Wednesday, 12 April 2017

#12 Working with the world stage

I conducted a workshop at the last European Federation of Dramatherapy Annual Conference in Ghent on the 8th April entitled 'Between the stage and the world stage: being a dramatherapist in times of darkness'.

The aim of the workshop was to explore the way in which the unsettling events on the world stage affect us as dramatherapists in Europe, and the kind of response we have the responsibility to offer either through our practice, our theoretical paradigms, or collective action as a profession.

The following video was created from the workshop participants' reflections and thoughts as we explored together the significance of the world events on our lives as practitioners and citizens of the world.

Wednesday, 29 March 2017

#11 Recycling hatred

One of my current projects consists of creating aphorisms out of cuttings from the Daily Mail, and intentionally recycling its prejudiced and bigoted content.

The first four collages in the series (March 2017):

No.1 03.03.17 'The madness of a hug may wobble terror'

No.2 12.03.17 'Mummy dismounted the bed of a nagging foreign revolution'

No.3 20.03.17 'We look for love like deported flowers'

No.4 24.03.17 'The heroic seeds of youth ain't ready for war'

Thursday, 23 March 2017

#10 Public creative space

Generally speaking, there seems to be a general lack of opportunities for meaningful social interactions between members of a same or diverse community. It is in this context that the idea of the public creative space was born. A public creative space is a social encounter of individuals coming together to discuss, explore and reflect on issues affecting their social lives. It facilitates the expression, exchange and confrontation of personal and social experiences in the context of a group. Most importantly, it is an attempt to creatively develop social and cultural dialogue between individuals within and across communities through artistic expression. It is a praxis that reconnects personal experience to collective experience, a relational space that ‘contains the tension between the needs of self and other’ (Froggett, 2008). It is also a praxis where the therapist reclaims his/her social role and makes use of his/her skills and knowledge to facilitate a process of personal and social transformation.

The Public Creative Space is structured around the notions and the use of story, body and space.


Stories are the backbone of our existence. Our personal stories make us who we are. No one will ever share a story similar to our own. Stories are fundamentally different from each other. Telling our stories is therefore a process of affirmation and validation of who we are, giving form to our world. ‘The very act of speaking one’s story publicly is a move toward subjecthood, towards agency, with political implications’, writes Cohen-Cruz (2006). But storytelling is also a communicative process, a process of exchange with other stories, where for it to work there must exist a mutual acceptance that any stories are as valid as our own. In addition, the process of sharing stories will create possibilities for relatedness and bring about a sense of community, not a restricted consensual community, but a community able to embrace its own complexity and to recreate itself. Stories are therefore not only the backbone of our individual existence, but also of our collective existence.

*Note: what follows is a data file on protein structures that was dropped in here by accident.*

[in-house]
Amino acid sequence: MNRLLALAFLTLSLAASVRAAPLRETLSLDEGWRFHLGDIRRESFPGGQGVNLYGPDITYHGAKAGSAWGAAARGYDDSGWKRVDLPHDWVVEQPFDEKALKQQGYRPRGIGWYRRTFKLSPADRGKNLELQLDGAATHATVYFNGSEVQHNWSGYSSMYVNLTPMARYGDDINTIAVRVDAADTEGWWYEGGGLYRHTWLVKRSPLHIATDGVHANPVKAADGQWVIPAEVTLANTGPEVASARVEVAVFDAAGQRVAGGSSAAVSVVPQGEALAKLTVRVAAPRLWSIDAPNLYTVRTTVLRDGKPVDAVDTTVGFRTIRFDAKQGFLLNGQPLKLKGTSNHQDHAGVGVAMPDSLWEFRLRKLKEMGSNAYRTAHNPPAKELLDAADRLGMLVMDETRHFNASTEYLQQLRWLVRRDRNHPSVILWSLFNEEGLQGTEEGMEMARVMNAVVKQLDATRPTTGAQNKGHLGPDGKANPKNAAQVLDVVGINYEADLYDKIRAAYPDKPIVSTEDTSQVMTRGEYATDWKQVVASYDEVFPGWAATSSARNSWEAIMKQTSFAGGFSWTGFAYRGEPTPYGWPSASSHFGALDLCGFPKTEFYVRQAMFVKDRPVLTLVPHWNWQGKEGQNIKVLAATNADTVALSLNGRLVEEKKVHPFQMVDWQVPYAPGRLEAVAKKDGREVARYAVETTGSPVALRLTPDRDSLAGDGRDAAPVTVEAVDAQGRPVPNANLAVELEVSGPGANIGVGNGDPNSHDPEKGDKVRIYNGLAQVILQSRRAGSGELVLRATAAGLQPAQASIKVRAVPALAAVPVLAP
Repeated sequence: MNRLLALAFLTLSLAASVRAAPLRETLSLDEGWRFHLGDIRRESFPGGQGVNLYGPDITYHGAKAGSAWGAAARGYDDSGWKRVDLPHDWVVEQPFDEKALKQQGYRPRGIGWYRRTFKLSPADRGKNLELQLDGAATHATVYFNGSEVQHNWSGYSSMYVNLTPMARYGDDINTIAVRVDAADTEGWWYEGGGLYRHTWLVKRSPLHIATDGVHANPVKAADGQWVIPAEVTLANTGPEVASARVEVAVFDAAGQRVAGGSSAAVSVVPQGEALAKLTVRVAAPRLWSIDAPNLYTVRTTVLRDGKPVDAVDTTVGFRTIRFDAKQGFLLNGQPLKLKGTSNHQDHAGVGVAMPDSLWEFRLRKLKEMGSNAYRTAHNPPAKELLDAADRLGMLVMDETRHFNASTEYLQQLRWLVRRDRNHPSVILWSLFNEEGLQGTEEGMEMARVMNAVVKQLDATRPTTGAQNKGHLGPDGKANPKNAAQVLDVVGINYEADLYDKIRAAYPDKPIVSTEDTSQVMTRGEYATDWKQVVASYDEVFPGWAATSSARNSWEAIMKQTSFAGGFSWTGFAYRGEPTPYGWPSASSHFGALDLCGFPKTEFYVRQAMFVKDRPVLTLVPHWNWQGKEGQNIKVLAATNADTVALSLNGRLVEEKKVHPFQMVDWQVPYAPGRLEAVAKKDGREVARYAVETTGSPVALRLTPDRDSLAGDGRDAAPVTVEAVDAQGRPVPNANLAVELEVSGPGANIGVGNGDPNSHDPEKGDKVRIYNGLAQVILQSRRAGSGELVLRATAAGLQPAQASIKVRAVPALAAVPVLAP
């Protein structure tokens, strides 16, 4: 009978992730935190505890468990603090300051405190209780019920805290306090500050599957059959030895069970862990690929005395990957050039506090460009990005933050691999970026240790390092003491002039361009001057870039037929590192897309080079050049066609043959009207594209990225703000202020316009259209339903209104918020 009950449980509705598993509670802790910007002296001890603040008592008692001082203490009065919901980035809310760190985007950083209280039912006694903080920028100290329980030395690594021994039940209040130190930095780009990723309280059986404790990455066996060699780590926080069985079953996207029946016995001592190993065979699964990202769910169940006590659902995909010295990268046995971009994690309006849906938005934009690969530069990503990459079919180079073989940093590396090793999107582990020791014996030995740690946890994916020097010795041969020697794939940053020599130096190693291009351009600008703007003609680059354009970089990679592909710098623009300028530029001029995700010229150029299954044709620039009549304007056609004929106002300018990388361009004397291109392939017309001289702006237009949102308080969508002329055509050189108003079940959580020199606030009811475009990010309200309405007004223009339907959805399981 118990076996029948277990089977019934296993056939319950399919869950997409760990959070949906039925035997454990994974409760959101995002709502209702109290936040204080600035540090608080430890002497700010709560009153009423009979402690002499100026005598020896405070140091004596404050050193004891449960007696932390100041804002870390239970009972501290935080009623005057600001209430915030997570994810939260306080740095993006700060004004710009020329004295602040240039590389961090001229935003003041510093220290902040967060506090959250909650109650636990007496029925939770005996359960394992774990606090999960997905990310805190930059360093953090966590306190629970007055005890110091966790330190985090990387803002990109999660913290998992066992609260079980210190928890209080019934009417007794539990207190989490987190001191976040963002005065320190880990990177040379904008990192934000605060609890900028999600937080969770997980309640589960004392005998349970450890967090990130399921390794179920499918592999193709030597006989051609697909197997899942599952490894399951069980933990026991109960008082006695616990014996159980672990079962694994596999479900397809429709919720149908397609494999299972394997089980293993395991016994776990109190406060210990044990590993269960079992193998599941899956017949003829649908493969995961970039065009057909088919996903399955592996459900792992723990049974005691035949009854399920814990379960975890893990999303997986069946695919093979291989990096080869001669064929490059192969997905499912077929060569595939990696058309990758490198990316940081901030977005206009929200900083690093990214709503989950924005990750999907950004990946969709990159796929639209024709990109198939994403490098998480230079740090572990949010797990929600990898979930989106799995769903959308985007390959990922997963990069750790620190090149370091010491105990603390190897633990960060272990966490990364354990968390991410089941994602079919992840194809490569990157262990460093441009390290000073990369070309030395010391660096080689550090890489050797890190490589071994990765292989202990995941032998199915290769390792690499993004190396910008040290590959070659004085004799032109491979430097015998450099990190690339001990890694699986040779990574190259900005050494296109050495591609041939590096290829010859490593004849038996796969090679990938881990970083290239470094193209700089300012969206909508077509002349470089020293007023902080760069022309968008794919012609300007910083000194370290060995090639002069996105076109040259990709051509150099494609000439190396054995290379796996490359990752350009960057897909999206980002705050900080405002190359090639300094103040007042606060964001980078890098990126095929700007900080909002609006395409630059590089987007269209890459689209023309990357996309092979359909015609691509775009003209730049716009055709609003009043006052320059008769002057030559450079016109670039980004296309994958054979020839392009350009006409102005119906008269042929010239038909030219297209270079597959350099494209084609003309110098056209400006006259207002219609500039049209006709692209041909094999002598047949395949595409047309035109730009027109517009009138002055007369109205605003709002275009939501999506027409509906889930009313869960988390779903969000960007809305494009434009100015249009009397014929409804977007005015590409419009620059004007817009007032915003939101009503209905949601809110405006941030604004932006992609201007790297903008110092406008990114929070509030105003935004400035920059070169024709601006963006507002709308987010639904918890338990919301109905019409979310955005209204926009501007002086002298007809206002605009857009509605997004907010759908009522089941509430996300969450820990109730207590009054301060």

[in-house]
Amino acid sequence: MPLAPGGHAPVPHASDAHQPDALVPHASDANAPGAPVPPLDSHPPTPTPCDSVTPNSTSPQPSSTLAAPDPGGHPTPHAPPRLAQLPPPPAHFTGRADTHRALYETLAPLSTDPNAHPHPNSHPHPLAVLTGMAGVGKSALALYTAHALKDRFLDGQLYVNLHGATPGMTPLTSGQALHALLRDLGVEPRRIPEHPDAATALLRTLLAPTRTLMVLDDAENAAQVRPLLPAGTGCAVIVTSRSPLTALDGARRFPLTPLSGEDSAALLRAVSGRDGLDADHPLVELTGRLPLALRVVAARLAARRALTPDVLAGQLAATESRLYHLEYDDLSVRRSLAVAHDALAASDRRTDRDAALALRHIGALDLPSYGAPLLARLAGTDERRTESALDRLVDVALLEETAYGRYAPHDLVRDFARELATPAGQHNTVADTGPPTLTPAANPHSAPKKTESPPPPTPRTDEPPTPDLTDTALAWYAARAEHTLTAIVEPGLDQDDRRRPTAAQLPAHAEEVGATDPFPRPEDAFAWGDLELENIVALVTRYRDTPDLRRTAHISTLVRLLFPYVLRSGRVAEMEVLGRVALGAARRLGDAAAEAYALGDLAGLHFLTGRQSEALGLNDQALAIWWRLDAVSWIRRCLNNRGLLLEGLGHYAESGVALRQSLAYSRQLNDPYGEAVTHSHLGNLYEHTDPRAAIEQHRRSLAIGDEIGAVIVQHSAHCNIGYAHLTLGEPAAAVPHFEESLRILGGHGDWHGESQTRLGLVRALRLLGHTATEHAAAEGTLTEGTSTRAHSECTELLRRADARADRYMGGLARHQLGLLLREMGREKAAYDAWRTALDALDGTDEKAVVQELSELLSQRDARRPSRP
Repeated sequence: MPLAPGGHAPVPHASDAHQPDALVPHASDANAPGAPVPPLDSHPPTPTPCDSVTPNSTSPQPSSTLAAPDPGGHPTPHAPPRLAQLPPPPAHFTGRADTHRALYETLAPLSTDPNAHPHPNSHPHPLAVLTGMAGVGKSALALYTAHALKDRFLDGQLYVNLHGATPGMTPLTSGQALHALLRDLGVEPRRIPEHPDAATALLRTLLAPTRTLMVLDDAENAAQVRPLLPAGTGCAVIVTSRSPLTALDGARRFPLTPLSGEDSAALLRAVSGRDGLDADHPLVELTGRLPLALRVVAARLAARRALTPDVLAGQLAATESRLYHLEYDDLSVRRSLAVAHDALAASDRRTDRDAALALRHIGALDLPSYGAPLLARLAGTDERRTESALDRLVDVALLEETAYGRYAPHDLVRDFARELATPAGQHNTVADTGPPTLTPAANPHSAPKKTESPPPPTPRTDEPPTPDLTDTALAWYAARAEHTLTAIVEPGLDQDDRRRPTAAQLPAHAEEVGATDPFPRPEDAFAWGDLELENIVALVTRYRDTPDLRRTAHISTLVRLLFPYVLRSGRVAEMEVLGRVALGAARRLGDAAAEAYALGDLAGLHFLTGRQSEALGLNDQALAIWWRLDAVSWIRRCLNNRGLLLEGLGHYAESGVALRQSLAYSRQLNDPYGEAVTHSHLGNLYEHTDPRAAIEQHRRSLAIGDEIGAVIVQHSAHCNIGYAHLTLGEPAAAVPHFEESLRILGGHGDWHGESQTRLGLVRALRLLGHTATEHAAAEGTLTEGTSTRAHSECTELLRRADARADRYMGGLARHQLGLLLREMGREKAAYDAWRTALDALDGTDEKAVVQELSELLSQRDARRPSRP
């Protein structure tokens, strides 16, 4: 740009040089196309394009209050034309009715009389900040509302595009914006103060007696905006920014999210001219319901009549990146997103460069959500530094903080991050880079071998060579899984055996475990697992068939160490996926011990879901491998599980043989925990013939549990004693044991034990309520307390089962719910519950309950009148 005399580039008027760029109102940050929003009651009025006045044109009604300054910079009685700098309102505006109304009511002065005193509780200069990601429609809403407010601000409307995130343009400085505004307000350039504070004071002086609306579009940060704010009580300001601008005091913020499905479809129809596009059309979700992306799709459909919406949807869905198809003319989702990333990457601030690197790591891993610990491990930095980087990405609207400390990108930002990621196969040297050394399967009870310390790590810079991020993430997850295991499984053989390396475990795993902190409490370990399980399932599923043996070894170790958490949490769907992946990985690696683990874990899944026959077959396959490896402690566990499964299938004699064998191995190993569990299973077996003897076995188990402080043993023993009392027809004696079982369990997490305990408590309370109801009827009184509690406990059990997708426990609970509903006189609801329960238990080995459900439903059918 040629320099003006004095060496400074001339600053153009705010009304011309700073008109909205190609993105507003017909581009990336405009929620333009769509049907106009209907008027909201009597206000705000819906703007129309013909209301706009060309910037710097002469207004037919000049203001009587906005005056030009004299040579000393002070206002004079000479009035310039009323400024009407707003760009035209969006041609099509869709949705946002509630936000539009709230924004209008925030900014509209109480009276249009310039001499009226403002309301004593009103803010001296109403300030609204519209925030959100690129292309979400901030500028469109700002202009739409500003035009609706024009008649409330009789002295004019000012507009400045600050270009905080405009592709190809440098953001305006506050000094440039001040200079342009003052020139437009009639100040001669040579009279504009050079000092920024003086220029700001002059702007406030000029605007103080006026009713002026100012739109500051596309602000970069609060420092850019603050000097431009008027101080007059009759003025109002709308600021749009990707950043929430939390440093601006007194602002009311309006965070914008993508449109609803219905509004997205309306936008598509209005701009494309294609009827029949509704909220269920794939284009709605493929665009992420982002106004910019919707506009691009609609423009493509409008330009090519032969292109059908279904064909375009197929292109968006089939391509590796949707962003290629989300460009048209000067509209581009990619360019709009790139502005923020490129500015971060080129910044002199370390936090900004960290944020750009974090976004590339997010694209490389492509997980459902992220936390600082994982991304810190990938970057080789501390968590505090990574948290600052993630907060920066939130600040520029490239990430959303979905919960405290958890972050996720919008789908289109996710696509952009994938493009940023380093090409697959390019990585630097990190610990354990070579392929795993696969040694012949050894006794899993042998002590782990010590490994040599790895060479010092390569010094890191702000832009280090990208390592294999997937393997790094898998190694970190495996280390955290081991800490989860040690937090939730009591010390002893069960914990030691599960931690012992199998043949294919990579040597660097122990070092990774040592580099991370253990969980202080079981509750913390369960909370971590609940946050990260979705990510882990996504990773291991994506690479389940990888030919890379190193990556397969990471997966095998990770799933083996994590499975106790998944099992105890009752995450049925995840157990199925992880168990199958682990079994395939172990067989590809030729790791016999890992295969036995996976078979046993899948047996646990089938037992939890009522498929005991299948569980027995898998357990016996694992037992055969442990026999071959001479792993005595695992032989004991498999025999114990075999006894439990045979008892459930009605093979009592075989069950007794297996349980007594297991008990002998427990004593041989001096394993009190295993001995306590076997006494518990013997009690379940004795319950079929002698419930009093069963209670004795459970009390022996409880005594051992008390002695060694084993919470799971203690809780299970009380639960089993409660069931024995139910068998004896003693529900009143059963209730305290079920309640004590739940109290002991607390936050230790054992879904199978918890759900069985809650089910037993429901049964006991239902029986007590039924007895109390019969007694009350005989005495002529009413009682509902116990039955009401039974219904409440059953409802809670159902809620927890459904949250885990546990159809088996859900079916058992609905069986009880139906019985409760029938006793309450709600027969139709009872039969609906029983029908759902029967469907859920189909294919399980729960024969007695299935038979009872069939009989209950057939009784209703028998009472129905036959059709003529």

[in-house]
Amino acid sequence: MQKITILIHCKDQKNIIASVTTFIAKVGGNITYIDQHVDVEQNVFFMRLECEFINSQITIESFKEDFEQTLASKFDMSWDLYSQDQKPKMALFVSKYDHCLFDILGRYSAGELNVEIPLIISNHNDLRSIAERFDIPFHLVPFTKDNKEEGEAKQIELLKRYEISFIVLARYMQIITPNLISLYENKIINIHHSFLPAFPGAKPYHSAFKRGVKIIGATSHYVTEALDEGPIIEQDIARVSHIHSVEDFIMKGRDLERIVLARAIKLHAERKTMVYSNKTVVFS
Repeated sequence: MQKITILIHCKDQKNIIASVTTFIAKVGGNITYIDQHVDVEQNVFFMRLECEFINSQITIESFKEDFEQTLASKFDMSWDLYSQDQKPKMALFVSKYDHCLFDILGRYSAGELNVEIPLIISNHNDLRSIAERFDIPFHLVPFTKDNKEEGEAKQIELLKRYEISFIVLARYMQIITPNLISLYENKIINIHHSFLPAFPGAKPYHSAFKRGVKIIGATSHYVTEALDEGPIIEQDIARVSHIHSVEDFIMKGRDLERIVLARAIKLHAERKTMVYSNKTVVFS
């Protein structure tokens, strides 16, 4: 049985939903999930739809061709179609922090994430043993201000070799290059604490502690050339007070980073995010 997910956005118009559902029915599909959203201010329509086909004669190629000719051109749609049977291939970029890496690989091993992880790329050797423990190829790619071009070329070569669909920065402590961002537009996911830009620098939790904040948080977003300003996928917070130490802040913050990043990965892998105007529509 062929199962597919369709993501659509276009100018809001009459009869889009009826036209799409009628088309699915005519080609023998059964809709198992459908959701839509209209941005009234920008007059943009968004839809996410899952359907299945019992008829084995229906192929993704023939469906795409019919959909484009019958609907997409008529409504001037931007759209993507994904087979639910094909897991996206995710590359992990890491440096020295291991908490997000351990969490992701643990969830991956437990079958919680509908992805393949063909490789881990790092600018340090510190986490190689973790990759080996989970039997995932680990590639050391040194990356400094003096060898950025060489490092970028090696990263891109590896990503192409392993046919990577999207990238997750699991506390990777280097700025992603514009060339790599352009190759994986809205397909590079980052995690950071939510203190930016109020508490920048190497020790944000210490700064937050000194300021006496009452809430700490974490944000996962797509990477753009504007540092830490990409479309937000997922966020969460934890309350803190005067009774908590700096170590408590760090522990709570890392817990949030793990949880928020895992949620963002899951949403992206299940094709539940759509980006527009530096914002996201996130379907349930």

Human experience is primarily an embodied experience and our body remains our first mode of relatedness to the world and others. The world opened itself through our senses, and through our senses it continues to be a subject of wonder. A child starts exploring the outside world through his body. His body teaches him pain, pleasure, yearning, tiredness, sadness and many other feelings. Our bodies have been storing memories, information and relational experiences of others well before we were capable of articulating these into any sort of language, and our bodies continue to do so throughout life. ‘The body remembers’ writes Babette Rothschild (2003). In a very similar way, Jacques Lecoq writes that ‘the body knows things that the head doesn’t know yet’ (my translation from Lecoq, 1997, 22). In the Poor Theatre of Grotowski (1991), the artistic effort is to attend to the body and to ‘let it speak’, having eradicated it from unnecessary ‘blocks’. The body is also a source of knowledge. The ‘political body’ translates the ways in which our body has absorbed the cultural, social and political context in which we live. Boal also sees the body as ‘the primary locus of the ideological inscriptions and oppressions’ (Auslander, 1994, 124). Attending to the body means engaging with a wider experience that has been gained throughout our live. It also means creating physical possibilities where our relationships with others can become different and where our understanding of others can reach new meanings.